Services that are experimental/investigational are a benefit contract exclusion for all products of the Company. Therefore, they are not eligible for reimbursement consideration.
Description

PROPOSED CLINICAL APPLICATIONS OF IMPLANTABLE STEROID-ELUTING SINUS STENTS

Implantable sinus stents are typically explored as an option for postoperative management following sinus procedures such as endoscopic sinus surgery (ESS). Implantable sinus stents are intended to stabilize the sinus opening of the turbinates, and/or to serve as a local drug delivery vehicle thereby reducing inflammation and maintaining patency of the sinuses to achieve optimal sinus drainage.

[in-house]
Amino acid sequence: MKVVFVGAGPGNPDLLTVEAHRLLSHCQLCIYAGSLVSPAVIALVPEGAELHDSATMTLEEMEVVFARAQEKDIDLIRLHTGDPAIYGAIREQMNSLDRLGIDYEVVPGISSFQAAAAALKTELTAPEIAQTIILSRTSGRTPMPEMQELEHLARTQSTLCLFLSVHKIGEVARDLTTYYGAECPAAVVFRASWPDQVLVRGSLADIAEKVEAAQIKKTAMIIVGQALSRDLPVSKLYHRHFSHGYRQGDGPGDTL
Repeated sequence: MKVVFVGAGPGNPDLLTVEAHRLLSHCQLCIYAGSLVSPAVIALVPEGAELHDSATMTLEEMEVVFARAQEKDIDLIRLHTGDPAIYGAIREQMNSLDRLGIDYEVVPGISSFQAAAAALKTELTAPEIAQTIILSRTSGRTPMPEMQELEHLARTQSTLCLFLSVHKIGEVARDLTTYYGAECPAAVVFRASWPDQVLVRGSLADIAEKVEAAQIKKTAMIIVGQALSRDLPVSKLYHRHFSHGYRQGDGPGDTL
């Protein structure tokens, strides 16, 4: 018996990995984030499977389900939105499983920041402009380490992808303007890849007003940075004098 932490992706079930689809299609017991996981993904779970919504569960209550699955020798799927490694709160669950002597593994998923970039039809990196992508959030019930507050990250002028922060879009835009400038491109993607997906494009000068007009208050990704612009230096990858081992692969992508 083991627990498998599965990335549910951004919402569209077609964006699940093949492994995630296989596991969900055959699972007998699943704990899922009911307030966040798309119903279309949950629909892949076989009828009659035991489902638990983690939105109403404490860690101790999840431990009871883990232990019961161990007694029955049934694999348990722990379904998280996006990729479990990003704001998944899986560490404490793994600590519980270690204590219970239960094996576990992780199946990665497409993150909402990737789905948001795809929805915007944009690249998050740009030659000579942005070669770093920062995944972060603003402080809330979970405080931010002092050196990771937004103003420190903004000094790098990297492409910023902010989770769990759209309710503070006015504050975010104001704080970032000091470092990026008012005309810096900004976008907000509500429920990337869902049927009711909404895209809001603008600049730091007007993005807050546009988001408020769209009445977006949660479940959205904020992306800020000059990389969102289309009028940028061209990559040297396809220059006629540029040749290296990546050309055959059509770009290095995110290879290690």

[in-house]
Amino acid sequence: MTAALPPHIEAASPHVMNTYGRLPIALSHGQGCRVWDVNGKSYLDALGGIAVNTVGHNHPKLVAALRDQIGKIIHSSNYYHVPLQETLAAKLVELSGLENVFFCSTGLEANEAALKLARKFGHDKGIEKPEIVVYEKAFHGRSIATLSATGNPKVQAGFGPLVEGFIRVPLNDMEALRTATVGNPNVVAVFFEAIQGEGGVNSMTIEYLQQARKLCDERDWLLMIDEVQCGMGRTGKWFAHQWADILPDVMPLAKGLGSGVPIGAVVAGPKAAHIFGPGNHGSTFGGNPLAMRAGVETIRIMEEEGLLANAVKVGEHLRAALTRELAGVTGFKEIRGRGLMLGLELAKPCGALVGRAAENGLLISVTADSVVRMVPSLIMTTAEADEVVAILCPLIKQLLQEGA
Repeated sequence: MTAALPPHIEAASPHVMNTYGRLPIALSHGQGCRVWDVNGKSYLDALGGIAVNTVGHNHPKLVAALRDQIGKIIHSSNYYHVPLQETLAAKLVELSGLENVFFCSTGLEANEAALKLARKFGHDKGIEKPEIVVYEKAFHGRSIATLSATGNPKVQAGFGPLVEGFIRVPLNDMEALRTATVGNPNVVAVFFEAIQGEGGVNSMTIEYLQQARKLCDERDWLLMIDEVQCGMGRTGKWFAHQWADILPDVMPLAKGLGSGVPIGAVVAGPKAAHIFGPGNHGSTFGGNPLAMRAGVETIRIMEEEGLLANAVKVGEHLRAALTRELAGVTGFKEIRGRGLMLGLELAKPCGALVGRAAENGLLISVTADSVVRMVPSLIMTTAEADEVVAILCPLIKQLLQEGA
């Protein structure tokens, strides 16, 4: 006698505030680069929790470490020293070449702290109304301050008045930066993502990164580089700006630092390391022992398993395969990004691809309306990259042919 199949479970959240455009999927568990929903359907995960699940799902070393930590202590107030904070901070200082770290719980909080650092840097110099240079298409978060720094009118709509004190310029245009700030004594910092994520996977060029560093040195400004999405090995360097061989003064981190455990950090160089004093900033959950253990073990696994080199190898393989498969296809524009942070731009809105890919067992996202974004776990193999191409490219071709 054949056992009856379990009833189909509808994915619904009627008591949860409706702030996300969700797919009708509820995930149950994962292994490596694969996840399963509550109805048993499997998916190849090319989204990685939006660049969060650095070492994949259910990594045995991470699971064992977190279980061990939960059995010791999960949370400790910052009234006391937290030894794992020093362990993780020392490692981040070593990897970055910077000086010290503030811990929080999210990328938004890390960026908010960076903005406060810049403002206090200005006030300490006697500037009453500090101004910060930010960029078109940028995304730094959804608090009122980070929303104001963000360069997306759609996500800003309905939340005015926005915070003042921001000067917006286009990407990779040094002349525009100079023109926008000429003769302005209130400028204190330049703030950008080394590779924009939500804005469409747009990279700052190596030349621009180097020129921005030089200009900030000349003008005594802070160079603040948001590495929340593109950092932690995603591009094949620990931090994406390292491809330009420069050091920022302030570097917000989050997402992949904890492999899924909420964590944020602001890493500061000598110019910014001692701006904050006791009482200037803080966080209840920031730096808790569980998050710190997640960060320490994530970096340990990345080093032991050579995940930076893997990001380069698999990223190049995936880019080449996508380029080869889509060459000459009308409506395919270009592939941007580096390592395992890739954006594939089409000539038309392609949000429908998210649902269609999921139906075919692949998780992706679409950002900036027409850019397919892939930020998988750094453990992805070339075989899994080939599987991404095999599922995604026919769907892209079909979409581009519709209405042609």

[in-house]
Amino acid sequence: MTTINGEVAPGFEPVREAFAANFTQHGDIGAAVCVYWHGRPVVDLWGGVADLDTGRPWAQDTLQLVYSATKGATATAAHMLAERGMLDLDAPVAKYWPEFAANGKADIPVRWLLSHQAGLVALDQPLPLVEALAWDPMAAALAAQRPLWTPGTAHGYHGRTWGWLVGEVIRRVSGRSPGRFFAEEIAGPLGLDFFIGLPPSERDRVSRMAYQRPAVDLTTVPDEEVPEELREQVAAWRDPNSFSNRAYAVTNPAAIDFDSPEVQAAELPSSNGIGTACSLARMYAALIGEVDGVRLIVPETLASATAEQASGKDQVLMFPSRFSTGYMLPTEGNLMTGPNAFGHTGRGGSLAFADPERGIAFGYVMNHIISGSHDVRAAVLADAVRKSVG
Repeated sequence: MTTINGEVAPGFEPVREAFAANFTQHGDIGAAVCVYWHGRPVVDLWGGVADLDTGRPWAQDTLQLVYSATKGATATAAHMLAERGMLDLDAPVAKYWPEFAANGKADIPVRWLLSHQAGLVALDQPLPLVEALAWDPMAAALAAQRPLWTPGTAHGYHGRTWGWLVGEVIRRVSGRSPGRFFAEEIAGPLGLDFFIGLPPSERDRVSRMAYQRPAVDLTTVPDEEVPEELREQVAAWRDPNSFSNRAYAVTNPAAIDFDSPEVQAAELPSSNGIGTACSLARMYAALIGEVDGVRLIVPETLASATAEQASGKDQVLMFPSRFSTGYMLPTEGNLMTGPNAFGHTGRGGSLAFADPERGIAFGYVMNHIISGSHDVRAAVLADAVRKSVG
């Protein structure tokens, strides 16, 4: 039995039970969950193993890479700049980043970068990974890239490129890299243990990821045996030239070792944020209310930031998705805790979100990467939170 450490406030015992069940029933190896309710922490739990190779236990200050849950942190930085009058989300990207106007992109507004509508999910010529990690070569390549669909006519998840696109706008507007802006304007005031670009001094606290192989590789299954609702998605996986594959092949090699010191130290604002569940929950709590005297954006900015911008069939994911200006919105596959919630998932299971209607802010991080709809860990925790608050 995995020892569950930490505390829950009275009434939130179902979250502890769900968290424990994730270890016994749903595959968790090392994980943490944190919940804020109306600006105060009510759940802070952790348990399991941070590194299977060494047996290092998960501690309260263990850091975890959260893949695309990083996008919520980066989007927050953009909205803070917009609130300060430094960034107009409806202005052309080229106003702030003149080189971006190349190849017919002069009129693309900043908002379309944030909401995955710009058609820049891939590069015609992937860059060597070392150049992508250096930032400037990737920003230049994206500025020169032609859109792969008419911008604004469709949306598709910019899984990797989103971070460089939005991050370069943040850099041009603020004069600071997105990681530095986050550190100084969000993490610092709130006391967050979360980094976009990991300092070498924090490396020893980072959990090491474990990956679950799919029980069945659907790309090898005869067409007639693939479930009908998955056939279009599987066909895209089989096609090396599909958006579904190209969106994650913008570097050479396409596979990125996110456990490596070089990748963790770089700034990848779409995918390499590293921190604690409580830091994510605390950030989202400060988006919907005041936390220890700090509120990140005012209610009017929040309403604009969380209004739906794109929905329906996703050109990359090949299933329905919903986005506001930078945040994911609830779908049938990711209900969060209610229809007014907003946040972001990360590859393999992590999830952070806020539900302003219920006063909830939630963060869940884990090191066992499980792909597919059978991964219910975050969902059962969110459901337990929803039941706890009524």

The Propel system (Intersect ENT, Palo Alto, CA) was granted the US Food and Drug Administration (FDA) approval under the premarketing approval (PMA) program in August 2011. The labeled indications are for individuals, 18 years of age and older, following ethmoid sinus surgery to maintain patency, thereby reducing the need for post-operative intervention such as surgical adhesion lysis and/or use of oral steroids. In August 2012, the FDA approved Intersect ENT's PMA supplement for the Propel Mini, and in March, 2016 the FDA approved an expanded frontal sinus indication for PROPEL mini. The Propel Mini is a smaller version of the device that may be used in individuals with less extensive surgery or smaller anatomy. The manufacturer reports that the smaller version offers the same clinical benefits as the original Propel. The device is a self-expanding, bioabsorbable, steroid eluting stent that is intended for use in the ethmoid or frontal sinus. It is placed via endoscope guidance using a plunger that is included with the device. Mometasone furoate is embedded in a polyethylene glycol polymer, which allows sustained release of the drug over an approximate duration of 30 days. The device is completely biodegradable over a period of several weeks, and therefore does not require removal. Propel and Propel mini are the first and only FDA-approved drug eluting sinus implants designed for placement in the specified sinuses, of an adult who has undergone ESS.